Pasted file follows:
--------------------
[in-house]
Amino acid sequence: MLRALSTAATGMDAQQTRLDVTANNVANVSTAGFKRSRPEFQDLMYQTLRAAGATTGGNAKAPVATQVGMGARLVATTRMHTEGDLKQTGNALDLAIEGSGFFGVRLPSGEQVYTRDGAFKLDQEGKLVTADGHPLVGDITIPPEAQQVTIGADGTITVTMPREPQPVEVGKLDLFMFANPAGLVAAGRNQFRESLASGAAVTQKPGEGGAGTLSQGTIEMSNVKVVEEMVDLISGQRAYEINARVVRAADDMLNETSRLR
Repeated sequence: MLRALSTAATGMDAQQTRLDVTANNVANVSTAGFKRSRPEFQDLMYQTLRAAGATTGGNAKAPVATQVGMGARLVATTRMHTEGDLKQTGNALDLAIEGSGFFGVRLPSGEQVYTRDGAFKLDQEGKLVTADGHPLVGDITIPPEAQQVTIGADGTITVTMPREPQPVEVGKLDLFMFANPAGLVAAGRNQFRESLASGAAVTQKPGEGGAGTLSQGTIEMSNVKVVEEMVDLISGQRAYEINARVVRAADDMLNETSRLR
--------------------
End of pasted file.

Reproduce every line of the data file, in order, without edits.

[in-house]
Amino acid sequence: MLRALSTAATGMDAQQTRLDVTANNVANVSTAGFKRSRPEFQDLMYQTLRAAGATTGGNAKAPVATQVGMGARLVATTRMHTEGDLKQTGNALDLAIEGSGFFGVRLPSGEQVYTRDGAFKLDQEGKLVTADGHPLVGDITIPPEAQQVTIGADGTITVTMPREPQPVEVGKLDLFMFANPAGLVAAGRNQFRESLASGAAVTQKPGEGGAGTLSQGTIEMSNVKVVEEMVDLISGQRAYEINARVVRAADDMLNETSRLR
Repeated sequence: MLRALSTAATGMDAQQTRLDVTANNVANVSTAGFKRSRPEFQDLMYQTLRAAGATTGGNAKAPVATQVGMGARLVATTRMHTEGDLKQTGNALDLAIEGSGFFGVRLPSGEQVYTRDGAFKLDQEGKLVTADGHPLVGDITIPPEAQQVTIGADGTITVTMPREPQPVEVGKLDLFMFANPAGLVAAGRNQFRESLASGAAVTQKPGEGGAGTLSQGTIEMSNVKVVEEMVDLISGQRAYEINARVVRAADDMLNETSRLR